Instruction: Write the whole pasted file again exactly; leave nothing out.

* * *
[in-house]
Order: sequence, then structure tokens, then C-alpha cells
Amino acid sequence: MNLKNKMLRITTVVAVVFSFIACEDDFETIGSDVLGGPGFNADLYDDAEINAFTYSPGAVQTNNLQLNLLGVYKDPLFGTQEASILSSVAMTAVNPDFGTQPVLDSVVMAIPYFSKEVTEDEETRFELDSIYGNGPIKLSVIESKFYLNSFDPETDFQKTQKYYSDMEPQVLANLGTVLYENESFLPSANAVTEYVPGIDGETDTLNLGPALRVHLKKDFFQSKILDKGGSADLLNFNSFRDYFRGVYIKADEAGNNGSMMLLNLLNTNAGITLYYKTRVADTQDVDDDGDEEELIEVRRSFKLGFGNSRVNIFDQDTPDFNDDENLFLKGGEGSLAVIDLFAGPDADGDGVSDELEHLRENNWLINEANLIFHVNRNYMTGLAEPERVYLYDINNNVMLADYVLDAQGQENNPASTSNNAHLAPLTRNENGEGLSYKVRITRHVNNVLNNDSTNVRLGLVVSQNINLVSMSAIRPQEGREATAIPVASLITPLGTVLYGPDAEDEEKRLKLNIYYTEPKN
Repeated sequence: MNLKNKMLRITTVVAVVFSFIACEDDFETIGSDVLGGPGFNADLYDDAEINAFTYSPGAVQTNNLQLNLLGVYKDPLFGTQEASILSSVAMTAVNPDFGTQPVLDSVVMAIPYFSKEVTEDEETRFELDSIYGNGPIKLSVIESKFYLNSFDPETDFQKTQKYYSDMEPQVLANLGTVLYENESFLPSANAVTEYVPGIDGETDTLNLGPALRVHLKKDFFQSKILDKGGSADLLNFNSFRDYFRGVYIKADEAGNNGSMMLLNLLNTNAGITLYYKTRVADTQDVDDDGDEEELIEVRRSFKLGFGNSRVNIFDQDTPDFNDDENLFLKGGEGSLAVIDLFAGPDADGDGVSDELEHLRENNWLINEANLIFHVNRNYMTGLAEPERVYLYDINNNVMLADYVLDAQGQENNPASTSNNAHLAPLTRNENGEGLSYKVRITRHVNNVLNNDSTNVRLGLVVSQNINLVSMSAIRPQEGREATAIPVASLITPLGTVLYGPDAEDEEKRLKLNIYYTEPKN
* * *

[in-house]
Order: sequence, then structure tokens, then C-alpha cells
Amino acid sequence: MNLKNKMLRITTVVAVVFSFIACEDDFETIGSDVLGGPGFNADLYDDAEINAFTYSPGAVQTNNLQLNLLGVYKDPLFGTQEASILSSVAMTAVNPDFGTQPVLDSVVMAIPYFSKEVTEDEETRFELDSIYGNGPIKLSVIESKFYLNSFDPETDFQKTQKYYSDMEPQVLANLGTVLYENESFLPSANAVTEYVPGIDGETDTLNLGPALRVHLKKDFFQSKILDKGGSADLLNFNSFRDYFRGVYIKADEAGNNGSMMLLNLLNTNAGITLYYKTRVADTQDVDDDGDEEELIEVRRSFKLGFGNSRVNIFDQDTPDFNDDENLFLKGGEGSLAVIDLFAGPDADGDGVSDELEHLRENNWLINEANLIFHVNRNYMTGLAEPERVYLYDINNNVMLADYVLDAQGQENNPASTSNNAHLAPLTRNENGEGLSYKVRITRHVNNVLNNDSTNVRLGLVVSQNINLVSMSAIRPQEGREATAIPVASLITPLGTVLYGPDAEDEEKRLKLNIYYTEPKN
Repeated sequence: MNLKNKMLRITTVVAVVFSFIACEDDFETIGSDVLGGPGFNADLYDDAEINAFTYSPGAVQTNNLQLNLLGVYKDPLFGTQEASILSSVAMTAVNPDFGTQPVLDSVVMAIPYFSKEVTEDEETRFELDSIYGNGPIKLSVIESKFYLNSFDPETDFQKTQKYYSDMEPQVLANLGTVLYENESFLPSANAVTEYVPGIDGETDTLNLGPALRVHLKKDFFQSKILDKGGSADLLNFNSFRDYFRGVYIKADEAGNNGSMMLLNLLNTNAGITLYYKTRVADTQDVDDDGDEEELIEVRRSFKLGFGNSRVNIFDQDTPDFNDDENLFLKGGEGSLAVIDLFAGPDADGDGVSDELEHLRENNWLINEANLIFHVNRNYMTGLAEPERVYLYDINNNVMLADYVLDAQGQENNPASTSNNAHLAPLTRNENGEGLSYKVRITRHVNNVLNNDSTNVRLGLVVSQNINLVSMSAIRPQEGREATAIPVASLITPLGTVLYGPDAEDEEKRLKLNIYYTEPKN